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A surgeon has a legal duty, except in emergency circumstances, to obtain the "informed consent" of the patient before undertaking the surgical procedure. The surgeon's duty is to explain the procedure to the patient and to warn him of any material risks or dangers inherent in or collateral to the therapy, so as to enable the patient to make an intelligent and informed choice about whether or not to undergo such treatment. The proper test for measuring a physician's duty to disclose risk information is whether such data would be material to the patient's decision. In this regard, A material risk is one which a physician knows or ought to know would be significant to a reasonable person in the patient's position in deciding whether or not to submit to a particular medical treatment or procedure. The cause of action for lack of informed consent is one in tort for negligence, as opposed to battery or assault.
Dr. Rudolf Almaraz, an oncological surgeon specializing in *** cancer with operative privileges at the Johns Hopkins Hospital (Hopkins) in Baltimore, knew himself to be HIV-positive, i.e. a carrier of the HIV virus, since 1986. On October 7, 1988, Almaraz performed a partial mastectomy and axiliary dissection on Sonja Faya at Hopkins. He removed an axillary hematoma from Faya the following March. On November 14, 1989, again at Hopkins, Almaraz surgically excised a benign lump from the *** of Perry Mahoney Rossi. The therapeutic outcome of these operations is not in dispute. Almaraz gave up his practice of medicine on March 1, 1990. He terminated his association with Hopkins in June of that year. He died of AIDS on November 16, 1990. Faya and Rossi learned of their physician's illness for the first time from a local newspaper on or about December 6, 1990, well over a year after Rossi's operation and twenty months after Faya's last contact with Almaraz. Both Faya and Rossi immediately underwent blood tests for the AIDS virus, which came back negative for both. Nevertheless, by December 11 Sonja Faya, Perry Mahoney Rossi, and her husband, Dennis T. Rossi (appellants), filed suit against Almaraz's estate, his Maryland professional association business entity, and Hopkins (appellees) for compensatory and punitive damages.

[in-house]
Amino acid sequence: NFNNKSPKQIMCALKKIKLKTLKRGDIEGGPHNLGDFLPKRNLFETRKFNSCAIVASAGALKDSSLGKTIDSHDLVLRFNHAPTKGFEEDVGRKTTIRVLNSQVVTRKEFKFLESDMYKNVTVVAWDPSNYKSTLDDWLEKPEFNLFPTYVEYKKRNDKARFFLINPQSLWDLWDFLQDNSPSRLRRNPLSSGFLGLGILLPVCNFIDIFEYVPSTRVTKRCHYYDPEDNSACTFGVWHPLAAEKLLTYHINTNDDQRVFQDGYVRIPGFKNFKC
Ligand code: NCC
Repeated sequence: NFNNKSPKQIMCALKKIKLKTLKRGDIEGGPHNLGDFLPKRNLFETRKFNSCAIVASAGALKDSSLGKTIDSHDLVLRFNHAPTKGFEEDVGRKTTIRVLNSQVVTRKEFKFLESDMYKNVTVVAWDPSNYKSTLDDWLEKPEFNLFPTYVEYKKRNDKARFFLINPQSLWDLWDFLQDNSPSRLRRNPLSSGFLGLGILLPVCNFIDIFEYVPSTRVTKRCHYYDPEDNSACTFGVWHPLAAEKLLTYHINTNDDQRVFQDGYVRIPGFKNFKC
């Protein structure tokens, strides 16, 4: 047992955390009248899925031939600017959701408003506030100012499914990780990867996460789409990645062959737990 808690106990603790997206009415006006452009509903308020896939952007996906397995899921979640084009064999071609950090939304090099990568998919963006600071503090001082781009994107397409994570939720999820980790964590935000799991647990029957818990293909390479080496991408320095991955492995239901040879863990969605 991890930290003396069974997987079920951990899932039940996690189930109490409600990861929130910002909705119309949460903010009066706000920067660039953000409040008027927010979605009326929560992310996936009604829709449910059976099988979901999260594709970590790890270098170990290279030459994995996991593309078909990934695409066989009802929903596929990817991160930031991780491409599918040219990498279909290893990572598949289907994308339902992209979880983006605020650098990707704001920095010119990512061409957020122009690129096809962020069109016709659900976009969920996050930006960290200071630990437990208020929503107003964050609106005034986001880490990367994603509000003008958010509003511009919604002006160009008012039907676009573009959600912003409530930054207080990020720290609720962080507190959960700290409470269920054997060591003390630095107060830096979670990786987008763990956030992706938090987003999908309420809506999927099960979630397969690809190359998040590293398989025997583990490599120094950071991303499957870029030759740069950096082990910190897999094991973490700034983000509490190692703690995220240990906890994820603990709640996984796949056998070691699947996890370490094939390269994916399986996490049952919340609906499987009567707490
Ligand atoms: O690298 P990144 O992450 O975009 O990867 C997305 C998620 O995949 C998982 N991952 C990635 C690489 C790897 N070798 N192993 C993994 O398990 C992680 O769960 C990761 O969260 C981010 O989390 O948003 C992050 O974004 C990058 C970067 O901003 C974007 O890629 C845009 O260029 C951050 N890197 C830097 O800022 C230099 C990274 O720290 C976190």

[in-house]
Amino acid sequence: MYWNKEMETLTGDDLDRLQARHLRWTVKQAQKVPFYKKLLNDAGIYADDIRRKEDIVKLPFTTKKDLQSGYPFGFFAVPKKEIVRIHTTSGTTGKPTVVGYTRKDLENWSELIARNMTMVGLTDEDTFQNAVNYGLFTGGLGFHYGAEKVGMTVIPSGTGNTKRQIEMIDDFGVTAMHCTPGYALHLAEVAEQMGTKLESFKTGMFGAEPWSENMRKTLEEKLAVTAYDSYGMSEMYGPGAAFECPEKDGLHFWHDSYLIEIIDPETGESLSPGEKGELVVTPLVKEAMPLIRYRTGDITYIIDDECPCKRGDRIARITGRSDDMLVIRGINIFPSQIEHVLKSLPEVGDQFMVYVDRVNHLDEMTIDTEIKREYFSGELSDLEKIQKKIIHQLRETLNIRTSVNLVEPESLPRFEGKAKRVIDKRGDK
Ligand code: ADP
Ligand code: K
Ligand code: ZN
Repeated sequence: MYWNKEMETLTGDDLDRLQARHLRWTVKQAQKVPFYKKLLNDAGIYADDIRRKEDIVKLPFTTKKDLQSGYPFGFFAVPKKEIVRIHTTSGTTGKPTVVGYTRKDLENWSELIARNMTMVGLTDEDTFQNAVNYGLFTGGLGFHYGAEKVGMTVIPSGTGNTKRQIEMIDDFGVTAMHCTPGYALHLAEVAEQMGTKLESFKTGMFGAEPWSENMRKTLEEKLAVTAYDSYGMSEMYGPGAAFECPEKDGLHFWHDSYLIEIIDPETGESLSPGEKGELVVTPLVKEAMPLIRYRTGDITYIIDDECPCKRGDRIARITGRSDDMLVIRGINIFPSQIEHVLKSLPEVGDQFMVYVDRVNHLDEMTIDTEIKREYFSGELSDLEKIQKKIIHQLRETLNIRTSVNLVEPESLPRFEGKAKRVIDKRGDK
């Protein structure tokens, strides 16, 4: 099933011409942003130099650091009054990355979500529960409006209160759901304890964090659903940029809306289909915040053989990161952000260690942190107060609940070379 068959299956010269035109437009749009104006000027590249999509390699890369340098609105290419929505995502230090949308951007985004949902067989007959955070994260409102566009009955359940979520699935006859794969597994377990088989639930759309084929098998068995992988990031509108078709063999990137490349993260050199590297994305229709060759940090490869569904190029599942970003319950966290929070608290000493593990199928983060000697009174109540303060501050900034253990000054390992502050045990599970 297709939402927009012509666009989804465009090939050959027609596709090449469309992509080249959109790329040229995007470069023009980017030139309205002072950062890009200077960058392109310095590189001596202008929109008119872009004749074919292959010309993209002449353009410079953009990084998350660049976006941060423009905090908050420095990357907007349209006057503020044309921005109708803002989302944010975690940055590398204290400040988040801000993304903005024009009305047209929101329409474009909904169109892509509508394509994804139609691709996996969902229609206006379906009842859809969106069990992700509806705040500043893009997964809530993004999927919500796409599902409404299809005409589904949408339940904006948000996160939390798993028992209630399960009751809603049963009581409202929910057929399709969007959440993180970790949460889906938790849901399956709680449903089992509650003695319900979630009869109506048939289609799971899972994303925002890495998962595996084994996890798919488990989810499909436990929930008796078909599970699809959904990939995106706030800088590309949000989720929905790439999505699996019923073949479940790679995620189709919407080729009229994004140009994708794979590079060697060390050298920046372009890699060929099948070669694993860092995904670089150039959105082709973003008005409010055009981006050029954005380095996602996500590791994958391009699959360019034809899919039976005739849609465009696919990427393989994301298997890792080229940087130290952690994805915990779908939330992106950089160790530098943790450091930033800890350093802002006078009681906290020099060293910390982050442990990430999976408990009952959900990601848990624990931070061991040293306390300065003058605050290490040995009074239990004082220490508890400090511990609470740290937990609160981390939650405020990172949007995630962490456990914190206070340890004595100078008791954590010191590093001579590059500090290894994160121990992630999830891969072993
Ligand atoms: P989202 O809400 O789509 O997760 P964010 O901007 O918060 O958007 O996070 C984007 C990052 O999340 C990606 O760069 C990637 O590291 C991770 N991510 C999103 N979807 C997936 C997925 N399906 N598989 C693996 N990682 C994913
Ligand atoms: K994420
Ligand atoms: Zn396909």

Did a surgeon infected with the AIDS virus have a legal duty to inform patients of that condition before operating upon them?
The court held that because it was foreseeable that Almaraz might transmit the AIDS virus to appellants during surgery, the court could not say, as a matter of law, that Almaraz owed no duty to appellants. The court also held that appellants could recover for their fear and emotional distress to the extent they could demonstrate their existence, up until the time they learned they were HIV-negative.